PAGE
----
Wednesday, January 20, 2016

Help, Someone's Calling, and I Can't Pick Up

I may, perhaps, be ready to entertain the idea, that there's a slight possibility, I might have a problem.

No, David, not that problem.

Nope, not that one either.

Oh alright already, so I have quite a few shortcomings.

This one's really more of a Mom addiction. Some Moms binge watch shows on Netflix. Some immerse themselves in love stories, forsaking the laundry or other chores. (I may have been guilty of this during the Twilight series). And still others take a spa day or visit a nail salon on a regular basis.

Mine is a slightly different escape from reality.

Quite a few Christmases ago, the kids got a Wii. I was quick to add Super Mario Bros to "their" game collection.  Except if they were playing it, I also had to be playing it. And if there was a level I was particularly stuck on, I kicked them off altogether so I could concentrate better.

Sadly, somewhere along the line, the Wii went kaput. And we got an Xbox.

I do not care for the Xbox.

I can't play any of the games, other than the Kinect games where your whole body controls your body on the screen. That stuff right there is brilliant.

Tate thought it was pretty cool that I had played Wii with him, so he assumed I'd also want to play Xbox.

We quickly discovered that's just not possible. I don't get it. I will never get it. 3D games where you are left to wander at your leisure but are still expected to complete certain tasks drive me bonkers.

Minecraft? Forget it.

Infinity? Not happening.

He even picked out a Disney game thinking that'd be more up my alley. Nope. I don't understand how to manipulate the controller to move around. I was always going the wrong way or running into walls. And I spent most of my time just trying to get myself turned back around in the right direction.

He would help me the best he could, "Over here, Mom. Get that star."

"What? What star? Where is it?"

"There, by the bridge. Nope, the other way. I see you. And you need to turn around."

"How are you seeing me?! I can't see you. And where's the blasted star?!"

"You can't see me because you're facing the wall."

I finally just gave up altogether. I let him down gently and explained that I just didn't get 3D games and they frustrated me too much. I can only play games that go from left to right.

He took it pretty well. "I guess 'cuz that's what you played when you were little, so that's what you're used to." Then he brightened up, "I'm going to invent a 2D game you can play Mom, and then me and you can play together."

And just like that, David became his chief gaming buddy. In fact, I think they rather enjoy retreating to their little man cave now and then.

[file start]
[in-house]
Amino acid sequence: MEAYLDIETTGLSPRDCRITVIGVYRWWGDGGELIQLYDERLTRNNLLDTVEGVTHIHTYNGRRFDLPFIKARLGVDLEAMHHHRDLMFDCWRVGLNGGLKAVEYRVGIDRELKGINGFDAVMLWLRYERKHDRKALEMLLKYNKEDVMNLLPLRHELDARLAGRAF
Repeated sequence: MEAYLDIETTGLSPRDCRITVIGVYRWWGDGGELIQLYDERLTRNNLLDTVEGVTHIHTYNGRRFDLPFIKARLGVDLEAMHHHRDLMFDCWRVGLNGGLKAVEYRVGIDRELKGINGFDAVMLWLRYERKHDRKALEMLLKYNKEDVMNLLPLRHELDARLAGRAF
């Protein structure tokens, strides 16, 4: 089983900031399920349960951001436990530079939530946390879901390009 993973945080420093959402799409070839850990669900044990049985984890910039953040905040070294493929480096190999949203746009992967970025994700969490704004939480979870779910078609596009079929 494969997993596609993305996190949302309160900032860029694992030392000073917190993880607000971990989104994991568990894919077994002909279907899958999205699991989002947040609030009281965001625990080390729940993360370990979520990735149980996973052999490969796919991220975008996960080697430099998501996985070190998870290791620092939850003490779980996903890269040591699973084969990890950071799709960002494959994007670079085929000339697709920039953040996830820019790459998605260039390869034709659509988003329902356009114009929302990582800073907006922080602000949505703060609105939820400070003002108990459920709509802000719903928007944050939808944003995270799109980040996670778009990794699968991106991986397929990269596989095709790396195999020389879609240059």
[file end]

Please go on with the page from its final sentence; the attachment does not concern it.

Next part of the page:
I may have mentioned a time or 12 that I missed our Wii. And I missed Mario. So for Christmas this year, David got a Wii for the kids to give me. Thus the rekindling of my addiction.

David still prefers Xbox, which works out fine because our Wii games can only accommodate 4 players at the most. What happens in the game, stays in the game. The kids and I hoot and holler at one other and carry on if we accidentally get knocked into the lava or someone steals our power. But as soon as we shut the console off, we're back to being a civil little group of relatives for the most part.

Tate's skills have improved exceedingly. I now consider him an equal teammate. And at times, better than me. He'll sometimes sneak in when he girls are distracted elsewhere and say, "Mom, let's just me and you play so we can beat it." It didn't take us long to beat my Mario game over break.  But there's a bonus level that can only be played if you've collected all the large coins in the other levels.  So we went back and started working on those. All too soon, Christmas break was over and I had to send my little gaming buddy back to school.

That's when the first sign arose that I may have a problem. I pondered for a split second leaving the following voicemail for his school, "Good Morning, I realize it's the first day back after break, but Tate is running a little late today. See, there's this level we've been working on for awhile now, and, well, I just really need him here to help me beat it. As soon as we do, I'll run him right up.  If not today, then for sure tomorrow. Oh, and please send any missed work home with Drue. She's not very good at Mario so she should be there on time."

We've taking a hiatus from Mario Bros and have rediscovered Mario Kart. Which I guess is considered 3D, but because you're driving on a set track and not just free to venture wherever you please, I can do it. I was a little rusty at first. And the kids kept flying past me. Which is odd, considering I'm the only one of the four of us who actually knows how to drive. But I'm improving, and have no problem whatsoever leaving them in my dust and tossing a red turtle shell their way to knock them off the course entirely.